Crowdfunding As Leading Tech Indicator

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Crowdfunding As Leading Tech Indicator

Almost 2 years before Apple released its watch in 2015, the Pebble smartwatch was already on sale. Even more remarkable, the capital needed to design and produce the product did not come from Big Tech or venture capital. Rather, it came from +68,000 individuals who pre-ordered a watch on crowdfunding site Kickstarter.

Pebble itself is no more – Fitbit bought the company in 2016 – so this is not a rags to riches story like so many tech fables. The initial product got mixed reviews, and subsequent updates weren’t much better. And then Apple came along…

This is, however, a lesson in how crowdfunding is a useful leading indicator of consumer interest in novel tech products. Tens of thousands of people pre-paid an aggregate +$10 million to a new company whose product wasn’t even in production. They would not have do so if:

  • There was a strong competing product from an existing manufacturer
  • The pricing wasn’t right
  • The stated product features didn’t fit their needs

Fast forward a few years, and crowdsourcing sites remain a go-to resource to understand which new technologies really resonate with consumers, and at what price points. Yes, many of these products will ship late or not at all. That’s not really the point, however. When thousands of people essentially roll the dice to prepay for a tech novelty with little marketing and no established production history, you know there is real demand out there.

Here’s what’s big right now on crowdfunding sites, looking only at projects that have already exceeded their fundraising goals by a wide margin.

Home automation

  • $219 for a wireless outside camera with 1-year battery life, motion sensing alerts, AI-powered facial recognition, smartphone access and remote speaker. So far 6400 people have prepaid $2.2 million for the device, which competes indirectly with offerings from the likes of Amazon’s Ring. (Kickstarter)
  • $170 for an air purifier that also monitors the air quality in your home, delivers that information to your smartphone, and doubles as a pot for a house plant. (Kickstarter)
  • $67 for an automated dog toy that rolls around on the floor either to your smartphone-enabled commands or via its own algorithms. (Kickstarter)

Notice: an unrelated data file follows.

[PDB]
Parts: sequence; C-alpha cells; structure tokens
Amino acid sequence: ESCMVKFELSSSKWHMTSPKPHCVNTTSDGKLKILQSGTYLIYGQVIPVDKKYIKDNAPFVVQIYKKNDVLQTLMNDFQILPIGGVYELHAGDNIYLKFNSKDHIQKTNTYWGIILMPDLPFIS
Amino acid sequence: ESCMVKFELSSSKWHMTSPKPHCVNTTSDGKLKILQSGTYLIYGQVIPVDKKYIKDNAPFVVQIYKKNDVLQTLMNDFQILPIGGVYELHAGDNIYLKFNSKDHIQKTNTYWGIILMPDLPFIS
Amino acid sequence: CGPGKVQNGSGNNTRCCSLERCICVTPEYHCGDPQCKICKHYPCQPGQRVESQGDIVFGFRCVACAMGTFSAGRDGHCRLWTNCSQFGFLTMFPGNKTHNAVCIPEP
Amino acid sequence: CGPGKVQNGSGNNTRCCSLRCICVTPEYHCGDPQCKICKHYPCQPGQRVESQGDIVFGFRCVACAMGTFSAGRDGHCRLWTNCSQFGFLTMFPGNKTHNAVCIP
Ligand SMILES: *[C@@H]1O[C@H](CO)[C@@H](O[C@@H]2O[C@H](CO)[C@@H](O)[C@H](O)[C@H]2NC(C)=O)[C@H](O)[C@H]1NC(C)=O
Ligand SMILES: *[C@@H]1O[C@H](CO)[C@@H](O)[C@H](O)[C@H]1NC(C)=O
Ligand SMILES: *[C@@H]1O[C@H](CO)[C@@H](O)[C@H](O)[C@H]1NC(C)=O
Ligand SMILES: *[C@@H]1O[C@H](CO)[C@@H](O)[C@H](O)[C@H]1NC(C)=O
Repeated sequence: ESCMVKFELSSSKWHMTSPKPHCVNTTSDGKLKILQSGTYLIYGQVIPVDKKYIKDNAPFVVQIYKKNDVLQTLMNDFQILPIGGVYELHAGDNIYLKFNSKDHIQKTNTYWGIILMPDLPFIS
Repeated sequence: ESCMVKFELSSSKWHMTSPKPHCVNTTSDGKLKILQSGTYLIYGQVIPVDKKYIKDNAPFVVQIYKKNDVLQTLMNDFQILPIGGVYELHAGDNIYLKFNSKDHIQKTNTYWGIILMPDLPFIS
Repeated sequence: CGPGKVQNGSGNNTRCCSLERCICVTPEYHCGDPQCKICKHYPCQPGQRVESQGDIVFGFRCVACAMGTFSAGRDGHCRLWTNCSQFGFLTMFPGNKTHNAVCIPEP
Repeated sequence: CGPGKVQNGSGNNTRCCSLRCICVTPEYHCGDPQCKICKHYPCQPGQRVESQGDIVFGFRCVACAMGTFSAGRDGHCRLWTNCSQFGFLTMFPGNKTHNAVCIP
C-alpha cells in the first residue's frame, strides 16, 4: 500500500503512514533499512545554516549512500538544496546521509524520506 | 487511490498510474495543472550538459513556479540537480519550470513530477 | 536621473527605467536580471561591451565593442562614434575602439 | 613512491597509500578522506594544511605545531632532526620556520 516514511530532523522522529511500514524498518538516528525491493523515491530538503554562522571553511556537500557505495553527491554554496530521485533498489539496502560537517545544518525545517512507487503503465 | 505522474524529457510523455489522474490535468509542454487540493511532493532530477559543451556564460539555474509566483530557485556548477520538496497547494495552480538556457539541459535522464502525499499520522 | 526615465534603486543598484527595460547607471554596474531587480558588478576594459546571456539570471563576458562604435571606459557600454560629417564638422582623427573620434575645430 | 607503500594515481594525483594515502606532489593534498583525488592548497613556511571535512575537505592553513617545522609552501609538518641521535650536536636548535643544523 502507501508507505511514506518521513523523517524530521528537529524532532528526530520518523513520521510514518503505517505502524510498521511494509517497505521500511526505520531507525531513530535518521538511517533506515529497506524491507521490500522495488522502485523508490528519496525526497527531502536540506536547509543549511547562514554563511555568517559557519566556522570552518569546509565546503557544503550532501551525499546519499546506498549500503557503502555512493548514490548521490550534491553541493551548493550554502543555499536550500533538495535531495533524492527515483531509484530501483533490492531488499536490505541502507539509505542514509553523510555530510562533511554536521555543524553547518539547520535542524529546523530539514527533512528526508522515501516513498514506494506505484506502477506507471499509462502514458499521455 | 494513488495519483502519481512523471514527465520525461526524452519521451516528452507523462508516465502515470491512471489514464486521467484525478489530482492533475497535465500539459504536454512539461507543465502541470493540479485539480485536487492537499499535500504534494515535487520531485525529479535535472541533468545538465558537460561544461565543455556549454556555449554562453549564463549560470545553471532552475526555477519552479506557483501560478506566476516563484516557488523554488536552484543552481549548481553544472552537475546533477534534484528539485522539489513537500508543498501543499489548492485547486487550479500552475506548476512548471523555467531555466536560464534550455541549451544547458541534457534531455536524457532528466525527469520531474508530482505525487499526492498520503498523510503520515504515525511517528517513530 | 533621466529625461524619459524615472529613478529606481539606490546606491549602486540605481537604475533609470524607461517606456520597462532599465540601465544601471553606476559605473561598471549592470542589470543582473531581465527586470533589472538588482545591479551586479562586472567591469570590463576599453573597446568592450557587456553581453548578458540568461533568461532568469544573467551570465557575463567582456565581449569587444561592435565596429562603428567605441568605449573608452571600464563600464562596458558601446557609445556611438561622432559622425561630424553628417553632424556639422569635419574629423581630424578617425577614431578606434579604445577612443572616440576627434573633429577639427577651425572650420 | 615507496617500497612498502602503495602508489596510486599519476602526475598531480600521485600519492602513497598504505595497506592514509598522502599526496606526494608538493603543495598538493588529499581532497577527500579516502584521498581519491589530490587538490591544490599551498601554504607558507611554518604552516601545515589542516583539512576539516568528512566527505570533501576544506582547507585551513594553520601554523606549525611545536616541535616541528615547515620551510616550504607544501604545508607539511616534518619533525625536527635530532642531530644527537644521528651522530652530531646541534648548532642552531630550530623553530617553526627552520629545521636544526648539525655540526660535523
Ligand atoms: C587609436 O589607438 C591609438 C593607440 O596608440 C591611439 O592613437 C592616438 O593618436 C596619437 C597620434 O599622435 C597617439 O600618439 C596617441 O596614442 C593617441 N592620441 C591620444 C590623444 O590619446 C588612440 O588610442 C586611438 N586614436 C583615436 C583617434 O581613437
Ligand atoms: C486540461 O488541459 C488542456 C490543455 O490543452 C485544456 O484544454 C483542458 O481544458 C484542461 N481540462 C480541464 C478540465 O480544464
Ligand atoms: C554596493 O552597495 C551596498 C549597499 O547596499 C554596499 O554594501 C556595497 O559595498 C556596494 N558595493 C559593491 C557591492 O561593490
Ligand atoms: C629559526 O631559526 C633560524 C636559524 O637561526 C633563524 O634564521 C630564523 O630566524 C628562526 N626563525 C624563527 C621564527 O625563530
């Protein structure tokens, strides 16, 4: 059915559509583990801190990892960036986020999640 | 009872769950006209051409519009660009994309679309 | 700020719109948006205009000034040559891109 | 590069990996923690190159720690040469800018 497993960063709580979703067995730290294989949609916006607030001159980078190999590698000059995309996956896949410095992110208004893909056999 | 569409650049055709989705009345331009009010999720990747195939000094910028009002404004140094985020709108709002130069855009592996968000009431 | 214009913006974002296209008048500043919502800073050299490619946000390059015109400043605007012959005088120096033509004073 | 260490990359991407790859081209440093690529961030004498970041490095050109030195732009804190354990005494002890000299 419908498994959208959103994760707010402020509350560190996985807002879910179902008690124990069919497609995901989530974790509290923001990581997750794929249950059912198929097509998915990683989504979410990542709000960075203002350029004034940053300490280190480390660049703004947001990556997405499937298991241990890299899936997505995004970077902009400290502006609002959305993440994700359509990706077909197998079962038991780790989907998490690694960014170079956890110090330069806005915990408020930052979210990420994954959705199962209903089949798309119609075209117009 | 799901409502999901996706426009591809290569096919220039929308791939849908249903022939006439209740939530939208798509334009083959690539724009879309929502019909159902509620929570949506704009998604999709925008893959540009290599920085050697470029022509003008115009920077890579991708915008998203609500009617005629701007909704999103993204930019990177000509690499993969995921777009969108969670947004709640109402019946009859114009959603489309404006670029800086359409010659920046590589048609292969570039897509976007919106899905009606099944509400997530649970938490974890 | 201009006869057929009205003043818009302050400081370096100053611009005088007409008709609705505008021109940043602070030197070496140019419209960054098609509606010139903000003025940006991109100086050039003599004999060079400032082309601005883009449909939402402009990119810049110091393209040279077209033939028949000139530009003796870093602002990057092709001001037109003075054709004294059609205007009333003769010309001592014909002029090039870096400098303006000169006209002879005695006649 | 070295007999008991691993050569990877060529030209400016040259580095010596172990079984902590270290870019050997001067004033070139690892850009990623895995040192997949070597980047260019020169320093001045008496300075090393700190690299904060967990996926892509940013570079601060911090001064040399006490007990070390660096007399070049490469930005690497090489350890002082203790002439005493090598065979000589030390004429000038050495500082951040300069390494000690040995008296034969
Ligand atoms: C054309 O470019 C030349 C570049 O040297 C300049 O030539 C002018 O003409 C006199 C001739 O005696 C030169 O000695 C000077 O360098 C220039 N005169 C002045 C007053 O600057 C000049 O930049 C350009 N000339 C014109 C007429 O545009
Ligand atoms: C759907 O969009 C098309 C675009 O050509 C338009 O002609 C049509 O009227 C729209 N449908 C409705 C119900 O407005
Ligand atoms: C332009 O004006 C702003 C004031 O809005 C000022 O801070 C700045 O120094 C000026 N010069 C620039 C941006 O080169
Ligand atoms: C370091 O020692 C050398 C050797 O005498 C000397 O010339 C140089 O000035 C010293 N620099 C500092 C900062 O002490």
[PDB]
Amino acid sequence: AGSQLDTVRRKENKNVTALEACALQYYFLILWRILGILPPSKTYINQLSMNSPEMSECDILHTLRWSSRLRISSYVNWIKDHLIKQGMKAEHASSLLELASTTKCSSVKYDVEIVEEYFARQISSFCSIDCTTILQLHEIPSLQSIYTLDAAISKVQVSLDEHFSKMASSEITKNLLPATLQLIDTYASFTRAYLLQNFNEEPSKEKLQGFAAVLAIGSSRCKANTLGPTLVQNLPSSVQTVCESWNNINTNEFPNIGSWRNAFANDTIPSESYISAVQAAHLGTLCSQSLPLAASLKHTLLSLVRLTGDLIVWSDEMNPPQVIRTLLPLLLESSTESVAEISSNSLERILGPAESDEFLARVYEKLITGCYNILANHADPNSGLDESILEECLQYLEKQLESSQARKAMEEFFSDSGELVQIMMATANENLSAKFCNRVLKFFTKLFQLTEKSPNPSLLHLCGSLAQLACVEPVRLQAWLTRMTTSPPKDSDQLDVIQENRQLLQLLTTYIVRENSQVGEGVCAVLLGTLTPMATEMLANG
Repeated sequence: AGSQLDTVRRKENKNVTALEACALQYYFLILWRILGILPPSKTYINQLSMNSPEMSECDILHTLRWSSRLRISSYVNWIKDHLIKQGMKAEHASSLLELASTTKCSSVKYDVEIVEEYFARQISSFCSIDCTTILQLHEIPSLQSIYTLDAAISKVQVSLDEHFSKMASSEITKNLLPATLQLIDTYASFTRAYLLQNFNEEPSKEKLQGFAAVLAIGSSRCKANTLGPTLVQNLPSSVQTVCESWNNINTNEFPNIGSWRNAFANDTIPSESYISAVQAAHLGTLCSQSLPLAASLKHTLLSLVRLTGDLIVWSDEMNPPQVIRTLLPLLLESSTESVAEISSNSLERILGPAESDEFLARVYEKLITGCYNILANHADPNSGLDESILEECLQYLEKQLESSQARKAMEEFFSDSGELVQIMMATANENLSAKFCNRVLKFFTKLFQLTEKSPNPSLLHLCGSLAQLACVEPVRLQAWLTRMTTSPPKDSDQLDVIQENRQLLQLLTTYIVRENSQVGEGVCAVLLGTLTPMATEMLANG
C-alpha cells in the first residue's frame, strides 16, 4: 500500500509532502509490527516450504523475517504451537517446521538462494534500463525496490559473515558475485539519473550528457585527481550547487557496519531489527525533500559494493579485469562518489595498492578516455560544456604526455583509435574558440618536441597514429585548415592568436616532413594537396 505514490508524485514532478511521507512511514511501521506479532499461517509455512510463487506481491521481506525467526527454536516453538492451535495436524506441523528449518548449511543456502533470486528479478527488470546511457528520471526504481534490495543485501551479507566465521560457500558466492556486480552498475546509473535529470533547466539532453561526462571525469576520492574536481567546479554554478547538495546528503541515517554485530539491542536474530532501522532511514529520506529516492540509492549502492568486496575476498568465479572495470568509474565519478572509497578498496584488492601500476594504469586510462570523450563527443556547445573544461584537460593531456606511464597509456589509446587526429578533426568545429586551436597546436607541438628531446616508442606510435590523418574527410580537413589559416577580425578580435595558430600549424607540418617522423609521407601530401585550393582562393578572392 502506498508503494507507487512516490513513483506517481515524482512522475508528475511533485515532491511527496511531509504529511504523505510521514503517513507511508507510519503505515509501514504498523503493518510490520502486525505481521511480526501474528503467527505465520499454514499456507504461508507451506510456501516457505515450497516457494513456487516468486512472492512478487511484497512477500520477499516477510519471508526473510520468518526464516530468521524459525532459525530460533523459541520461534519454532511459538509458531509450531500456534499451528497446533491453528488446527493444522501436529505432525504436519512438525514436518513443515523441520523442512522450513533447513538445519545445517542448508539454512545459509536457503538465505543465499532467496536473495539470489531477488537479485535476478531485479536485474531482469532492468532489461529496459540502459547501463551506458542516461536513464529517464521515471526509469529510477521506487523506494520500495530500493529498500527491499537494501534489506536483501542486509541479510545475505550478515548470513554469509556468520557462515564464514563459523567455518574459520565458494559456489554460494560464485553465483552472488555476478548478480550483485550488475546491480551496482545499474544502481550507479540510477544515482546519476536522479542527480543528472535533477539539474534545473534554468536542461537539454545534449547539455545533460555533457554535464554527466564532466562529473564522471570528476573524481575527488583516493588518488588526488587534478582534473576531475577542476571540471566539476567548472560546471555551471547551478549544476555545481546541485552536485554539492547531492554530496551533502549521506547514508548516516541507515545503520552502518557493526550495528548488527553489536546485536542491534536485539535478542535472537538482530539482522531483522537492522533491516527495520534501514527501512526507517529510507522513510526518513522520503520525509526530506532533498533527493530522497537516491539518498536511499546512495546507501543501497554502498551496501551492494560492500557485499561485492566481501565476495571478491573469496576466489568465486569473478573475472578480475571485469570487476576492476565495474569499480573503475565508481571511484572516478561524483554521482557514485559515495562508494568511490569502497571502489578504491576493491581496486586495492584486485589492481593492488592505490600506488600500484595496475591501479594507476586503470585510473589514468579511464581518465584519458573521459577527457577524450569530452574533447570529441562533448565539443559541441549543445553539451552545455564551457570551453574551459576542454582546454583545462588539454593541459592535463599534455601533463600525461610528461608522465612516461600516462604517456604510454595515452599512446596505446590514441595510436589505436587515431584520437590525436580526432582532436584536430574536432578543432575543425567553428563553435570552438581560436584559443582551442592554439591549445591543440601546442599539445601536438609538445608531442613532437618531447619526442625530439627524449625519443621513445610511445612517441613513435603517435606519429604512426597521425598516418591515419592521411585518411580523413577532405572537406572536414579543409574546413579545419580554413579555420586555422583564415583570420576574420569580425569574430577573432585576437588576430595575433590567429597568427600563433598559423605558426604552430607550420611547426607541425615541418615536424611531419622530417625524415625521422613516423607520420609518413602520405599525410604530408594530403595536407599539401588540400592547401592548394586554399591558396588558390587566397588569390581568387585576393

• $99 for a device that provides an extra layer of security for home-based Internet connected devices like security cameras, door locks and appliances. (Indiegogo)
  • $60 for 6 electronic “Tags” that attach to food storage containers, allowing you to use an app or Amazon’s Alexa to monitor what’s in your fridge for freshness and/or replacement.

Health and Fitness

  • $70 for a smartphone-connected device that monitors jump-roping exercises, allows you to compare your performance to others, and analyze your sessions. (Kickstarter)
  • $69 for a sensor that monitors your posture and feeds information to smartphone app that suggests exercises throughout the day. (Kickstarter)
  • $138 for a ring-like device you wear at night to monitor your heart rate, blood-oxygen levels, and breathing while asleep and feeds that data to a smartphone app that evaluates potential issues. (Indiegogo)

Personal Technology

  • Consumers continue to search for the perfect earbuds for their phone, with numerous crowd funded options getting multiples of their asking amounts. Some offer simultaneous translation of foreign languages, others promise water resistance for swimming. (Kickstarter and Indiegogo)
  • $149 for an Intel-powered 5 inch mini computer with Bluetooth keyboard that runs Windows 10. (Indiegogo)
  • $449 for augmented reality glasses that overlay what you would normally see with computer generated images. (Kickstarter)

Our key takeaway from all this: winning product ideas are just as much about price as function. We couldn’t find a single overfunded project with a price tag much above $500, regardless of what it promised. This is no doubt in part due to the risky nature of being a crowdfunding customer – you aren’t going to shell out $1,000 here.

But the price point issue reminds us that disruption isn’t just about the technology; by its nature it is also always about price. Consumers are clearer eager for novel products across a wide array of tech-enabled applications. They just have to be supremely affordable as well as useful, new and creative.